Private Capital Flows and the Environment: Lessons from Latin America

By Bradford S. Gentry | Go to book overview

Foreword

Business must be the engine that drives sustainable development. It has the human and intellectual capital necessary to develop new and innovative ways to meet our economic, environmental and social goals -- if the incentives are there. Given the shift from foreign aid to private capital described in this book, it also has to access much of the financial capital necessary for sustainable human progress.

Private capital is the engine that drives businesses. The new services, products, production methods, and markets necessary for a sustainable future all require investment. Traditionally, business has relied primarily on private sources for this investment. This will be even more true in the future, given the decline in foreign aid and in government spending.

Understanding the links between private capital and business' environmental performance is critical to achieving a sustainable future. If the sources of private investment are not convinced that their interests are best met by attention to environmental issues, business efforts to improve performance still further will be starved for resources. Alternatively, if the pursuit of investor interests is consistent with a sustainable future, powerful new incentives will be created for companies.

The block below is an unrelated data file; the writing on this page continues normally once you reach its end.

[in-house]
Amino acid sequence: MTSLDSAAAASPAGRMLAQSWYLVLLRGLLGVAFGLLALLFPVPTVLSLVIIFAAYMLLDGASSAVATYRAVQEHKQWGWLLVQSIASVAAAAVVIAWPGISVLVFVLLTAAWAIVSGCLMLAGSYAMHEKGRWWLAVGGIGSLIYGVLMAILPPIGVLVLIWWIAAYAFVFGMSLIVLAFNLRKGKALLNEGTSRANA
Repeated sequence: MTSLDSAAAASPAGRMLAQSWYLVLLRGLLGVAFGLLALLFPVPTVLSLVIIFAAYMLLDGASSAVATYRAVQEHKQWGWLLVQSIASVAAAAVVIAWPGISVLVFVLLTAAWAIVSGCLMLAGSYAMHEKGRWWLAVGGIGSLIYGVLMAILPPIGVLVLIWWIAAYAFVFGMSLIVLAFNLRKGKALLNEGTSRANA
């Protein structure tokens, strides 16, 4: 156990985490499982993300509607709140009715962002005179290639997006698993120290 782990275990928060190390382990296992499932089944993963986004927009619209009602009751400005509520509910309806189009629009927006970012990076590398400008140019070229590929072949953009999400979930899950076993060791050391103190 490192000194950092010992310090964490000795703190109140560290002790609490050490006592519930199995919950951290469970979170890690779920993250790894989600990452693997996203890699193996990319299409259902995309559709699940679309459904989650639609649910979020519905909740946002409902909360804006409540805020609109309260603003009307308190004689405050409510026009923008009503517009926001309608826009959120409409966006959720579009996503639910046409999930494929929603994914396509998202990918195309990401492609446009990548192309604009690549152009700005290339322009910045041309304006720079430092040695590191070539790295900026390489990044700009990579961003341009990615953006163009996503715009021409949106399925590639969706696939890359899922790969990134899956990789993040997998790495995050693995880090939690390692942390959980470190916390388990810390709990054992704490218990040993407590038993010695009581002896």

This book is an important contribution to our efforts to harness the power of private capital to improve environmental performance. It grows out of a multi-disciplinary, multi-country effort in Latin America -- the second most popular destination for international private investors in the 1990s. It compliments and builds on our initial efforts to make the investment/environment link, as described in the book Financing Change ( MIT Press, 1996). It provides valuable insights into the workings of international private capital flows and key leverage points.

The taxonomy of different types of private investment and the influence of environmental considerations on them provide essential information for many environmental advocates. Much of the work on investment and the environment in developing countries to date has focused on public sector investment -- whether it be lending by the World Bank or Official

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